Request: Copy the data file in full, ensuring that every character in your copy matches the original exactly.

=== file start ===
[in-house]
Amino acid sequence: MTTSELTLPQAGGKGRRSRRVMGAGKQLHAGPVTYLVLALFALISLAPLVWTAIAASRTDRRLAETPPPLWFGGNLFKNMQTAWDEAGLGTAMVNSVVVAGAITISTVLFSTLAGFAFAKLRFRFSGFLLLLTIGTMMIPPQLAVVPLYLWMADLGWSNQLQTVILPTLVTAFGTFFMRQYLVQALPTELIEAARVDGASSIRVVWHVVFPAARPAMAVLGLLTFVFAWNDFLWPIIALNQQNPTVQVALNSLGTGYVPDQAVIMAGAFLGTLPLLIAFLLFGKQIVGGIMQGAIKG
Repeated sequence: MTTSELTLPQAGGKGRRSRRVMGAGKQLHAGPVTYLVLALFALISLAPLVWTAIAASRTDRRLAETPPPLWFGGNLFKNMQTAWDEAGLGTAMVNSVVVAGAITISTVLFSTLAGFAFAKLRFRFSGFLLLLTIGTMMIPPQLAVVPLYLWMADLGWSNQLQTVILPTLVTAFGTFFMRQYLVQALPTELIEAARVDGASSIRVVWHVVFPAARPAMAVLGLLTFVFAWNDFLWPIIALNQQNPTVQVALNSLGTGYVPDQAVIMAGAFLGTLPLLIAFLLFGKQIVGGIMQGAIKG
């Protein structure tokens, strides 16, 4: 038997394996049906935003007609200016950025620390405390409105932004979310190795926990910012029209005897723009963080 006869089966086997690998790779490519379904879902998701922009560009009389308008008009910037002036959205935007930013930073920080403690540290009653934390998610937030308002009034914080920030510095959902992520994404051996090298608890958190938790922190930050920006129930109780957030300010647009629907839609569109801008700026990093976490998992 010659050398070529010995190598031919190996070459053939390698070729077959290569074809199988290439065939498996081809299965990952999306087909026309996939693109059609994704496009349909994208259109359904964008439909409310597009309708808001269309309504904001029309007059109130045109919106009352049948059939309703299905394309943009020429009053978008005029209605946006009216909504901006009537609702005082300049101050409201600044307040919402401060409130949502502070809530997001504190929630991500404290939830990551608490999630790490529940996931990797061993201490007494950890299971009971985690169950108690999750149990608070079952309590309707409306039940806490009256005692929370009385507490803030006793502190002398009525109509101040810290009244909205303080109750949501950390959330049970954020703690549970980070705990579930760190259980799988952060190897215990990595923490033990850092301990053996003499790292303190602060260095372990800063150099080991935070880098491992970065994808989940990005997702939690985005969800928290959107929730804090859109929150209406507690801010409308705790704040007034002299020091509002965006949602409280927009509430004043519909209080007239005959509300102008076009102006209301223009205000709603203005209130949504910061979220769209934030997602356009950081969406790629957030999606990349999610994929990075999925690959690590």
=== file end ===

[in-house]
Amino acid sequence: MTTSELTLPQAGGKGRRSRRVMGAGKQLHAGPVTYLVLALFALISLAPLVWTAIAASRTDRRLAETPPPLWFGGNLFKNMQTAWDEAGLGTAMVNSVVVAGAITISTVLFSTLAGFAFAKLRFRFSGFLLLLTIGTMMIPPQLAVVPLYLWMADLGWSNQLQTVILPTLVTAFGTFFMRQYLVQALPTELIEAARVDGASSIRVVWHVVFPAARPAMAVLGLLTFVFAWNDFLWPIIALNQQNPTVQVALNSLGTGYVPDQAVIMAGAFLGTLPLLIAFLLFGKQIVGGIMQGAIKG
Repeated sequence: MTTSELTLPQAGGKGRRSRRVMGAGKQLHAGPVTYLVLALFALISLAPLVWTAIAASRTDRRLAETPPPLWFGGNLFKNMQTAWDEAGLGTAMVNSVVVAGAITISTVLFSTLAGFAFAKLRFRFSGFLLLLTIGTMMIPPQLAVVPLYLWMADLGWSNQLQTVILPTLVTAFGTFFMRQYLVQALPTELIEAARVDGASSIRVVWHVVFPAARPAMAVLGLLTFVFAWNDFLWPIIALNQQNPTVQVALNSLGTGYVPDQAVIMAGAFLGTLPLLIAFLLFGKQIVGGIMQGAIKG
């Protein structure tokens, strides 16, 4: 038997394996049906935003007609200016950025620390405390409105932004979310190795926990910012029209005897723009963080 006869089966086997690998790779490519379904879902998701922009560009009389308008008009910037002036959205935007930013930073920080403690540290009653934390998610937030308002009034914080920030510095959902992520994404051996090298608890958190938790922190930050920006129930109780957030300010647009629907839609569109801008700026990093976490998992 010659050398070529010995190598031919190996070459053939390698070729077959290569074809199988290439065939498996081809299965990952999306087909026309996939693109059609994704496009349909994208259109359904964008439909409310597009309708808001269309309504904001029309007059109130045109919106009352049948059939309703299905394309943009020429009053978008005029209605946006009216909504901006009537609702005082300049101050409201600044307040919402401060409130949502502070809530997001504190929630991500404290939830990551608490999630790490529940996931990797061993201490007494950890299971009971985690169950108690999750149990608070079952309590309707409306039940806490009256005692929370009385507490803030006793502190002398009525109509101040810290009244909205303080109750949501950390959330049970954020703690549970980070705990579930760190259980799988952060190897215990990595923490033990850092301990053996003499790292303190602060260095372990800063150099080991935070880098491992970065994808989940990005997702939690985005969800928290959107929730804090859109929150209406507690801010409308705790704040007034002299020091509002965006949602409280927009509430004043519909209080007239005959509300102008076009102006209301223009205000709603203005209130949504910061979220769209934030997602356009950081969406790629957030999606990349999610994929990075999925690959690590």